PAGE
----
We’ll talk some more about places to park your money and set up accounts in a later post, but we couldn’t pass this news story up since our topic today is “Time to Pick Your Broker.”
Are you looking to get “trusted financial” advice from your broker? Not if you follow IFO! Here’s a story that would be hilarious, except that real people lost real money. Still, from the Puget Sound Business Journal:
“An Enumclaw financial planning adviser who allegedly left a fake suicide note in his car … has been arrested and charged with stealing at least $2 million from his clients, including one client whose death he also allegedly faked to collect the man’s life insurance.”
The FBI’s special agent in charge of the case said, the perp’s suicide letter was signed “Travis the scam man.” Continuing,
“[The perp’s profile on his firm’s website] states that he has been a finance and insurance adviser for more than 10 years, is “passionate about his role as a trusted advisor,” and that he “delivers a creative solution and expert knowledge to produce the outcome the client is seeking.””
But wait, there’s more (edited):
Perp convinced a client, referred to only as D.B. to buy a life insurance policy that included a $2 million death benefit. Perp told D.B. that the new policy included a 20 percent bonus if he made an initial payment of $500,000. Perp then used the money to buy a different life insurance policy and made monthly payments in D.B.’s name. Perp then submitted a death claim saying D.B. died of “acute cardioplelmonary arrest” (sic) on April 30, 2012. The insurance company agreed to pay the claim, but tried to reach D.B. to verify his death. According to the FBI report, D.B. responded that he was very much alive.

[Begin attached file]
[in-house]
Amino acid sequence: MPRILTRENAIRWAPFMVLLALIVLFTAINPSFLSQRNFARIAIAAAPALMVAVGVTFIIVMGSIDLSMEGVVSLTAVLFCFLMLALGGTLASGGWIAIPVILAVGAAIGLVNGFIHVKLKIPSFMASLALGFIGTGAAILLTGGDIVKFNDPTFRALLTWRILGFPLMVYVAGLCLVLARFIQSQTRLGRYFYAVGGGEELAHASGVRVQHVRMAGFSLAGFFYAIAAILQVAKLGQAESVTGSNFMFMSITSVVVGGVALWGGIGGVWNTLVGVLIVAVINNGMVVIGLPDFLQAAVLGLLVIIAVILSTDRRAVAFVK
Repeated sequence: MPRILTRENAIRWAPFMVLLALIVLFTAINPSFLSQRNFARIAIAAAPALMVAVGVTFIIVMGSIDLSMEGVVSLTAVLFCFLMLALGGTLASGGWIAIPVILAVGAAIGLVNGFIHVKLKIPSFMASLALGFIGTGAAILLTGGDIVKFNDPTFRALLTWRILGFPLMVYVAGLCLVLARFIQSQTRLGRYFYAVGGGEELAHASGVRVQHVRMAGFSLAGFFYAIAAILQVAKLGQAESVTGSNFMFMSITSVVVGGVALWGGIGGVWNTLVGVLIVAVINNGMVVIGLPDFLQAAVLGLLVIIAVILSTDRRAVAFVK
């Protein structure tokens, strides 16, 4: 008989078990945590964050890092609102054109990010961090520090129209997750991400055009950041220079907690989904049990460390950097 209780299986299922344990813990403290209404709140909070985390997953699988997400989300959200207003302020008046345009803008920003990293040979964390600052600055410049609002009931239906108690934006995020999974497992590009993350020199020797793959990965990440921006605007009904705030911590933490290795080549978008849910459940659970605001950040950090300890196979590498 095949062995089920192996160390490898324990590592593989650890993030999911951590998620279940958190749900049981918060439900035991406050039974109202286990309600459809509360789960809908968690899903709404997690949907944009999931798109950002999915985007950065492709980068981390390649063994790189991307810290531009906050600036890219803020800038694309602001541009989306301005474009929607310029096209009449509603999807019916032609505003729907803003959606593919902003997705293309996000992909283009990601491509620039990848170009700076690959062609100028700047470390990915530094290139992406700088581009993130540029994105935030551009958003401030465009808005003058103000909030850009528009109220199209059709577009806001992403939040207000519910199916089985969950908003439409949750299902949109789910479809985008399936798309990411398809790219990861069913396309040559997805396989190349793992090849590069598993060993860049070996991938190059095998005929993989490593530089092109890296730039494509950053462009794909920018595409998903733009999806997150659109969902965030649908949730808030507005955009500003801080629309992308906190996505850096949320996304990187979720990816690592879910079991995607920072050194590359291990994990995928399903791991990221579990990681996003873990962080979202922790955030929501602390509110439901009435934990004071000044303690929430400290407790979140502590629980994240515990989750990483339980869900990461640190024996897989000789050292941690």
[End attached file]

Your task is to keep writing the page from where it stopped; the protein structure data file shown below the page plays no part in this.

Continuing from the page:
IFO realizes that this is a rare occurence among financial advisors. But still, if you’re going to lose money, surely you don’t also want to pay for the privilege? Also, we hate life insurance. Sorry, Dave Ramsey, we just do. Maybe if you are young and have a lot of debt, you might get some life insurance to cover you until you are out of debt, but even then…
We have a similar philosophy regarding mutual funds vs individual stocks, though we think there is far less fraud with funds, since some many people’s reputations depend on the proper functioning of the funds. Still, when the market goes down, mutual fund prices go down. So why pay somebody to churn the stocks in the fund and get fees for the transactions, when you can achieve the same result on your own.
Oh, right, we started out on “Picking Your Broker.” Our strong recommendation: get one of the excellent, tried and true, discount brokers. They don’t give advice. It’s part of their business model. You get to make fast, inexpensive trades based on your own investment research and philosophy.